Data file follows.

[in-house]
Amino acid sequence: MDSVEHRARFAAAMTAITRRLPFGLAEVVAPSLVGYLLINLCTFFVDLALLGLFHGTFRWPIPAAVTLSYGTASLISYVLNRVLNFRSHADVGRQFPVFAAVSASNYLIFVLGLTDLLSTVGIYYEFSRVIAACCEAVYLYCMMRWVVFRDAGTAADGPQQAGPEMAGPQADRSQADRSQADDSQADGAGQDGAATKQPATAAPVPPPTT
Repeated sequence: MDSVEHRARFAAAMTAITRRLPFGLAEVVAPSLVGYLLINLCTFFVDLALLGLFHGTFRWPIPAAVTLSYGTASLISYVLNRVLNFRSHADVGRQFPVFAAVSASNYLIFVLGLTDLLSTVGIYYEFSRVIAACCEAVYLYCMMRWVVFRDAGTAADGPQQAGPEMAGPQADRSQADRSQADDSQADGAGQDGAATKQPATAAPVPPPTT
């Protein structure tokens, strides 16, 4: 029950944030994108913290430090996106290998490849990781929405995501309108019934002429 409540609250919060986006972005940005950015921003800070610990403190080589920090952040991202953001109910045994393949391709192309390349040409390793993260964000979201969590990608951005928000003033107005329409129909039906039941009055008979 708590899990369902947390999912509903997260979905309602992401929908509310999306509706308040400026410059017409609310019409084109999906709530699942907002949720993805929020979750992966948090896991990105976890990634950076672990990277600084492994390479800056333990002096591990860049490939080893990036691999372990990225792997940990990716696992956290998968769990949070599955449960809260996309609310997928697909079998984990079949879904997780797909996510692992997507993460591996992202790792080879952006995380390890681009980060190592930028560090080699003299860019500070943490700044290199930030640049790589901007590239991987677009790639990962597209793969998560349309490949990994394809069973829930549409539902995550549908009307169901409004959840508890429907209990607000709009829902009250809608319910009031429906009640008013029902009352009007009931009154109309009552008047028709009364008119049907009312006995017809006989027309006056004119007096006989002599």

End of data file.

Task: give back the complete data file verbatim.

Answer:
[in-house]
Amino acid sequence: MDSVEHRARFAAAMTAITRRLPFGLAEVVAPSLVGYLLINLCTFFVDLALLGLFHGTFRWPIPAAVTLSYGTASLISYVLNRVLNFRSHADVGRQFPVFAAVSASNYLIFVLGLTDLLSTVGIYYEFSRVIAACCEAVYLYCMMRWVVFRDAGTAADGPQQAGPEMAGPQADRSQADRSQADDSQADGAGQDGAATKQPATAAPVPPPTT
Repeated sequence: MDSVEHRARFAAAMTAITRRLPFGLAEVVAPSLVGYLLINLCTFFVDLALLGLFHGTFRWPIPAAVTLSYGTASLISYVLNRVLNFRSHADVGRQFPVFAAVSASNYLIFVLGLTDLLSTVGIYYEFSRVIAACCEAVYLYCMMRWVVFRDAGTAADGPQQAGPEMAGPQADRSQADRSQADDSQADGAGQDGAATKQPATAAPVPPPTT
């Protein structure tokens, strides 16, 4: 029950944030994108913290430090996106290998490849990781929405995501309108019934002429 409540609250919060986006972005940005950015921003800070610990403190080589920090952040991202953001109910045994393949391709192309390349040409390793993260964000979201969590990608951005928000003033107005329409129909039906039941009055008979 708590899990369902947390999912509903997260979905309602992401929908509310999306509706308040400026410059017409609310019409084109999906709530699942907002949720993805929020979750992966948090896991990105976890990634950076672990990277600084492994390479800056333990002096591990860049490939080893990036691999372990990225792997940990990716696992956290998968769990949070599955449960809260996309609310997928697909079998984990079949879904997780797909996510692992997507993460591996992202790792080879952006995380390890681009980060190592930028560090080699003299860019500070943490700044290199930030640049790589901007590239991987677009790639990962597209793969998560349309490949990994394809069973829930549409539902995550549908009307169901409004959840508890429907209990607000709009829902009250809608319910009031429906009640008013029902009352009007009931009154109309009552008047028709009364008119049907009312006995017809006989027309006056004119007096006989002599």